The review of mental health services and programs currently being conducted by the National Mental Health Commission includes a particular focus on the challenges for regional, rural and remote Australia and for Aboriginal and Torres Strait Islander people.
The National Rural Health Alliance made a submission to the review, based on our longstanding commitment to better mental health services for the people of rural and remote Australia.
The NRHA submission provides an overview of the state of mental health in rural and remote Australia. It includes new evidence, sourced from the Australian Institute of Health and Welfare (AIHW), showing clearly that people in rural and remote areas are disadvantaged in access to Medicare-funded mental health services. This is one of the unique challenges people in rural and remote communities face in their experience of mental illness and is affected by insufficient access to mental health professionals.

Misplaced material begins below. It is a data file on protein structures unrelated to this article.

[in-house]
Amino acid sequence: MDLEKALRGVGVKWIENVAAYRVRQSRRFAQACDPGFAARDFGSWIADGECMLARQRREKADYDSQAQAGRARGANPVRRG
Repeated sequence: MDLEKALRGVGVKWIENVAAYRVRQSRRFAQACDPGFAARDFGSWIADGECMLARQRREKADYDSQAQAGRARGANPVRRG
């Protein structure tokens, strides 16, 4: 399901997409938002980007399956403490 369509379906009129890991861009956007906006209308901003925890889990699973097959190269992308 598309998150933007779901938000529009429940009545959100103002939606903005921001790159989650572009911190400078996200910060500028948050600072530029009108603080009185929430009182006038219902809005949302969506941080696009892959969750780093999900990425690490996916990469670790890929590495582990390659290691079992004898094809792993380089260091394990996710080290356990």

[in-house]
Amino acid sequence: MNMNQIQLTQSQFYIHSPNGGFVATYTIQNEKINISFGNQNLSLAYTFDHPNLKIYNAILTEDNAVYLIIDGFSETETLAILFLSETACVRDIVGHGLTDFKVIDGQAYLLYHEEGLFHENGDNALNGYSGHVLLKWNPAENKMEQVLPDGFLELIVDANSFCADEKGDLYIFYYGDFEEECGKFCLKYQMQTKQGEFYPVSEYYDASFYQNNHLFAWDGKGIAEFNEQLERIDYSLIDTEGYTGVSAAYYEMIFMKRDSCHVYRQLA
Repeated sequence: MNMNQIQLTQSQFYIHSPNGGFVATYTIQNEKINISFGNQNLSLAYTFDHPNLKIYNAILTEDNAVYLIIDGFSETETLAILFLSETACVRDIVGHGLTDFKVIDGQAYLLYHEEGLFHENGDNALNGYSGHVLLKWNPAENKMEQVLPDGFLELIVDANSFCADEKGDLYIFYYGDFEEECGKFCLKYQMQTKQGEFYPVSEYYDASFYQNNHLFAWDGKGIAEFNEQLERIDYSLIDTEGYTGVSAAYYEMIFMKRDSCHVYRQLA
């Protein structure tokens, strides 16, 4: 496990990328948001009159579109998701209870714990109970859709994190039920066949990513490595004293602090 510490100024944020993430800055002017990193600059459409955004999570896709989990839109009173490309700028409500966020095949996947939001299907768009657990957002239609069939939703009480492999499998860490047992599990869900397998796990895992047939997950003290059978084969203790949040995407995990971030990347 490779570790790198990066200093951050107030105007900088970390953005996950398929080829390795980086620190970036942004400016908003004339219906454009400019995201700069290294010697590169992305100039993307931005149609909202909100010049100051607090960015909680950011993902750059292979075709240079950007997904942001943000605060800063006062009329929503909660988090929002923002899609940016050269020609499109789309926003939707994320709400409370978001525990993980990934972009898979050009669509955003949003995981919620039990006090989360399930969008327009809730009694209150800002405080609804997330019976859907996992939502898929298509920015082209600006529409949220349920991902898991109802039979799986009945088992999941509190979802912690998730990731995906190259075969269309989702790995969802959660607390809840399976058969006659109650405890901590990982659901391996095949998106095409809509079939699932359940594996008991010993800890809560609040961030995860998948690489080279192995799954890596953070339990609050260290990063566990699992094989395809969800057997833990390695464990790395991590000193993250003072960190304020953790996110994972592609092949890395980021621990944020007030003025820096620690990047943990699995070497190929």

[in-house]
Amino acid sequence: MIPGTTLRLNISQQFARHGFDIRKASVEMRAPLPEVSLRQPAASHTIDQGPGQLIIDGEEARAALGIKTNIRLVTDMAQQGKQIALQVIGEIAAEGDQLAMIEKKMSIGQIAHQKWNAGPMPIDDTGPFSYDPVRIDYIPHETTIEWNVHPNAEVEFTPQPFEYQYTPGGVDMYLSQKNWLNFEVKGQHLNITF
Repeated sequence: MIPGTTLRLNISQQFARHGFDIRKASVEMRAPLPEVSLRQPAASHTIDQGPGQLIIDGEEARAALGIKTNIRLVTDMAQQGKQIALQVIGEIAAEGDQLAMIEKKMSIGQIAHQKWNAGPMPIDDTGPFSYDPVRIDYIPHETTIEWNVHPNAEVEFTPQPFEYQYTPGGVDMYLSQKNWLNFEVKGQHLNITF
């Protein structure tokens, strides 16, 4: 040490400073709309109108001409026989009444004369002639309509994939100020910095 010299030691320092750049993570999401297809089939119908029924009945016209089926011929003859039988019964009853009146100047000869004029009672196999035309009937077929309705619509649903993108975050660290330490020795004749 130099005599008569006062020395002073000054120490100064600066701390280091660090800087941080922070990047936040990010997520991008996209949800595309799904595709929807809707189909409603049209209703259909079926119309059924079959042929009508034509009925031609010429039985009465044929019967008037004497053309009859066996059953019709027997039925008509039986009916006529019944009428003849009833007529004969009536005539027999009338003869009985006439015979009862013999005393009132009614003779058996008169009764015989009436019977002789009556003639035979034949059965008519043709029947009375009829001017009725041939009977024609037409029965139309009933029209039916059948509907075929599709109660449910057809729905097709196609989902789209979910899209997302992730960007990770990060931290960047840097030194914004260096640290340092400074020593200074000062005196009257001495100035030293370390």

Recommendations from the Alliance include a greater focus on continuing professional development in mental health for all front line health professionals in rural and remote areas, and improving mental health first aid capacity of front line agencies and workers outside the health sector. Further appropriate use of online and telephone mental health services will be important, as will continuation of effective rural mental health programs that are already targeted to rural communities. There also needs to be better recognition and resourcing of community organisations with the capacity to provide support for good mental health and community wellbeing in rural areas.